The CDC Guideline for Prescribing Opioids for Chronic Pain was published in March 2016. It provides recommendations for prescribing appropriate opioid pain relievers and other treatment options to improve pain management and patient safety. To find more information and guideline resources for both the clinical staff and patients go to the CDC Guideline Resources http://1.usa.gov/1M7RAll
Archive for the ‘General’ Category
To promote Patient Safety Awareness Week http://bit.ly/22kw8Rt, the National Patient Safety Foundation (NPSF) will host a webinar involving leaders and organizations addressing patient safety from a national perspective. The complimentary webinar “Patient Safety Is a Public Health Issue” http://bit.ly/1MmOqVN will take place on Thursday, March 17, from 1:00 to 2:00 pm (EST).
The National Institute on Alcohol Abuse and Alcoholism provides a new guide, Treatment for Alcohol Problems: Finding and Getting Help. This guide is written for individuals, and their family and friends, who are looking for options to address alcohol problems. It is intended as a resource to understand what treatment choices are available and what to consider when selecting among them. Link to the guide, http://1.usa.gov/1U8HH86
The National Center for Complementary and Integrative Health (NCCIH) has published a Clinical Digest summarizing the available evidence on complementary health practices for menopausal symptoms.
Menopausal Symptoms and Complementary Health Practices: http://1.usa.gov/21WiVuL
When you file your taxes, you’ll need to include information about your health coverage. Whether you enrolled in coverage, received financial help, or chose to go without coverage there may be tax implications — including the possibility of a penalty payment. Below are resources that will help you understand your 2015 health coverage status and what you need to do next!
Healthcare.gov: 2015 Health Coverage & Your Federal Taxes: http://1.usa.gov/1p4KFzl
How Health Coverage Affects Your Taxes Factsheet: http://1.usa.gov/1LEEeN6 (PDF)
No Health Coverage? What That Means for Your Taxes Factsheet: http://1.usa.gov/1pqmL19 (PDF)
Unapproved Foreign Drugs Cannot Be Brought Into the United States Without U.S. Food and Drug Administration (FDA) ApprovalWednesday, March 2nd, 2016
Adapted from healthfinder.gov (Health Day News)
Americans traveling abroad are not allowed to bring home foreign versions of medications approved by the U.S. Food and Drug Administration. (FDA) If someone with a serious medical condition needs treatment with a foreign drug and there is no U.S. substitute, the FDA will review an application to import the drug for personal use. A letter from a doctor explaining the drug is part of ongoing treatment that began outside of the United States, or the name and address of a licensed U.S doctor, who will supervise the drug, is required. Foreigners planning to carry medications into the United States need to have a valid prescription or note from a doctor written in English, explaining the drug is necessary. For more information, please visit: 1.usa.gov/1TS6yge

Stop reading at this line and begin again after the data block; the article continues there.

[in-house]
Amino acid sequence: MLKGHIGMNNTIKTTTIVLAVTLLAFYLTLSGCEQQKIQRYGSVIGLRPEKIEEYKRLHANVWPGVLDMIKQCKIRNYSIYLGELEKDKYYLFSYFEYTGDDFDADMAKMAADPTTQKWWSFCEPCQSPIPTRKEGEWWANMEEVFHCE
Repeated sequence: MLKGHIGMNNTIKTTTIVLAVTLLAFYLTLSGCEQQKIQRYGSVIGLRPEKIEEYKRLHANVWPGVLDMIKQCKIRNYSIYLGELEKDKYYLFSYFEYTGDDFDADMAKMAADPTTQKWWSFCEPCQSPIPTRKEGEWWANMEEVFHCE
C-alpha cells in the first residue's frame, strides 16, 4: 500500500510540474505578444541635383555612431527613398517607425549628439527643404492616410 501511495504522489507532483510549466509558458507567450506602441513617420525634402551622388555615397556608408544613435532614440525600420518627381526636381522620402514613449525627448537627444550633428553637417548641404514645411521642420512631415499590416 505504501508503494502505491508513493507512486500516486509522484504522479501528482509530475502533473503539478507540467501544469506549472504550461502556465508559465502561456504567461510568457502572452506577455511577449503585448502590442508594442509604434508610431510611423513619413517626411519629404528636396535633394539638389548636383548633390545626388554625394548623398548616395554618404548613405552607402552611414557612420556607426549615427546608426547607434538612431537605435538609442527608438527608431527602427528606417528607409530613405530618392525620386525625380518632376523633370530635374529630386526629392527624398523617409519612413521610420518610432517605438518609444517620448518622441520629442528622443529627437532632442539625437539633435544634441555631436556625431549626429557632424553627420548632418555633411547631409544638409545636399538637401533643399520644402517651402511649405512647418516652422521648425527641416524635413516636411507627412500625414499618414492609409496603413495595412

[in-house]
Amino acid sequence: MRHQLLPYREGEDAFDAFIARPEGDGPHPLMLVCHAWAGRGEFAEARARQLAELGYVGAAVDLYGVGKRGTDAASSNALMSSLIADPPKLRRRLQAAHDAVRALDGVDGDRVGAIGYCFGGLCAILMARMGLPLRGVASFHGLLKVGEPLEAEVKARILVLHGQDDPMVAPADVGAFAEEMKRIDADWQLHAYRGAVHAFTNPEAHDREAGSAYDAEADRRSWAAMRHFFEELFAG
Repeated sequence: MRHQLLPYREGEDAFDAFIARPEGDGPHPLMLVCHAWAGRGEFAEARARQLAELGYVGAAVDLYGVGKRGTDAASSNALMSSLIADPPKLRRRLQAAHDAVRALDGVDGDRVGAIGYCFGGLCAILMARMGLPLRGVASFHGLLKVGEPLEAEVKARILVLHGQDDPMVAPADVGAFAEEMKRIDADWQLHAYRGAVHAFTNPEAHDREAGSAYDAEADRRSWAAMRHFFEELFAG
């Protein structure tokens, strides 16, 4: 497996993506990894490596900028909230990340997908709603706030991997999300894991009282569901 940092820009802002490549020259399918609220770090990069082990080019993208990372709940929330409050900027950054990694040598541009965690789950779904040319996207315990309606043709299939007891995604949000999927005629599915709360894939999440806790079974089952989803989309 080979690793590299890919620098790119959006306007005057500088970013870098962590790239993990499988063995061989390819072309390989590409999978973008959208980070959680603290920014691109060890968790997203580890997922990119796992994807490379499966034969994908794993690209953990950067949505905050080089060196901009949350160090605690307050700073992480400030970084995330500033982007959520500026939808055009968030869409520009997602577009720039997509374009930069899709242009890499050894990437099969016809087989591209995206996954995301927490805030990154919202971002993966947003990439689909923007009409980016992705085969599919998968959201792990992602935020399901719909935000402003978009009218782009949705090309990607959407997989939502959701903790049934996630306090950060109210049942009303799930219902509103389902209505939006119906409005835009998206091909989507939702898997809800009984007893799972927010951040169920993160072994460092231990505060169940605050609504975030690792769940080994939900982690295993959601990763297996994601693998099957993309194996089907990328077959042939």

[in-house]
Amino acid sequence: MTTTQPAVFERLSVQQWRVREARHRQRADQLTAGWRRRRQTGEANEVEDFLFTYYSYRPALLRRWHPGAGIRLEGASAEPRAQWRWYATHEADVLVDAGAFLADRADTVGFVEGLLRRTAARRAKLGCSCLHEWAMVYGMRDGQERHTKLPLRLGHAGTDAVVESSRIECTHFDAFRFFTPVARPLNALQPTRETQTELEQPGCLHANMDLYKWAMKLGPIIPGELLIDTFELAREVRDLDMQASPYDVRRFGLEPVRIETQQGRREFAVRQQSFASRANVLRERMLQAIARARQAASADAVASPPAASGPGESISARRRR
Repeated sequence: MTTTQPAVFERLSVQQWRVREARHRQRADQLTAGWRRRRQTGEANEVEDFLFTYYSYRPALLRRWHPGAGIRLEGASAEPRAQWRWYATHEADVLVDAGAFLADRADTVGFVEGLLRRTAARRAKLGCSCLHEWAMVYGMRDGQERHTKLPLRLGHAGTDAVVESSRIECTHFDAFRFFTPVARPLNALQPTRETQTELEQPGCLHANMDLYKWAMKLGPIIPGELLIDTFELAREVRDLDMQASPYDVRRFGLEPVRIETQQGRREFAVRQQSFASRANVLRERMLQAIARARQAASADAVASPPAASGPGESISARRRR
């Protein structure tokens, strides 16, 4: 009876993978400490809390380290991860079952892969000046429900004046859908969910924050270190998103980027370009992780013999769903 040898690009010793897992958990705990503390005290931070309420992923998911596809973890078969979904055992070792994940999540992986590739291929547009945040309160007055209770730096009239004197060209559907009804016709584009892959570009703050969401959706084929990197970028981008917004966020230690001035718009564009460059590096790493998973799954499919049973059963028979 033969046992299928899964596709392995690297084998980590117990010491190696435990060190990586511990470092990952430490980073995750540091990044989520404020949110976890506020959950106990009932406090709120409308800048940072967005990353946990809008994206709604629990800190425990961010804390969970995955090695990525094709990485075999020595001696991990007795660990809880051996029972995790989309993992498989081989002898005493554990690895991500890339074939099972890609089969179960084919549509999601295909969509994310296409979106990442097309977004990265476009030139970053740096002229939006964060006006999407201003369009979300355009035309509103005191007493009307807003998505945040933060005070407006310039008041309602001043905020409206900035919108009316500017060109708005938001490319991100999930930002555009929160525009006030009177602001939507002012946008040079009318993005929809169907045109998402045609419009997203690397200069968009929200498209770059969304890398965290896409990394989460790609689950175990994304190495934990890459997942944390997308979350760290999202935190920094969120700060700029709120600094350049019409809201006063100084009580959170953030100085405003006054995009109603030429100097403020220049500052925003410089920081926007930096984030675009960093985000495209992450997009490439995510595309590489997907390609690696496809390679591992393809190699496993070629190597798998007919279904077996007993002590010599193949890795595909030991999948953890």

In Yoga for Pain Relief, Harvard Medical School described study findings, a typical yoga session, and modification of yoga postures if needed. http://bit.ly/1WTLEg7.
Go4Life from the National Institute on Aging shared some tips specifically for Yoga and Older Adults, http://1.usa.gov/1QpEWuu.
- Put safety first
- Look for a well-trained instructor who’s attentive to your needs
- Practice mindfully
For additional facts and resources on yoga, check out the highlights from NCCIH Yoga for Health and Well-Being Twitter Chat from September 2015, http://bit.ly/1VPcbep
March is Colorectal Cancer Awareness Month. Healthfinder.gov has an online toolkit to promote colorectal health throughout the month. The kit includes wording for getting the word out through social messaging and traditional media, as well as health information resources.
Colorectal Cancer Awareness Month: http://1.usa.gov/1xs4s9m
Merck Manual has moved from print books to putting editions online for free. Users need not register or provide personal information. Two versions available, one for consumers and one for professionals. The same information is available, but the consumer site is designed and punctuated with language that is easy to understand for patients and consumers. The first edition was published in 1899 as a small reference book for physicians and pharmacists, but has grown to become one of the most widely used medical resources. To read more and to access the online editions, please see: bit.ly/1mM8lX4
Norovirus is a very contagious virus that can infect anyone. You can get it from an infected person, contaminated food or water, or by touching contaminated surfaces. The virus causes your stomach or intestines or both to get inflamed.
Norovirus outbreaks occur in a range of institutional settings, for example, schools, child care centers, colleges, prisons, and military encampments. Norovirus outbreaks on university campuses have led to campus closures. This happened recently at Ursinus College in Collegeville, PA where about 200 students were affected. Dining halls and some classes were canceled or closed.
To learn more about this virus visit the CDC’s page at http://1.usa.gov/1QmsqLn or view this video Have You Ever Heard of Norovirus? (On YouTube) This short video explains what norovirus is, how it spreads, and how you can protect yourself and loved ones from getting it. Running Time: 2:37 minutes Date Released: 12/10/2015 Transcript[2 pages]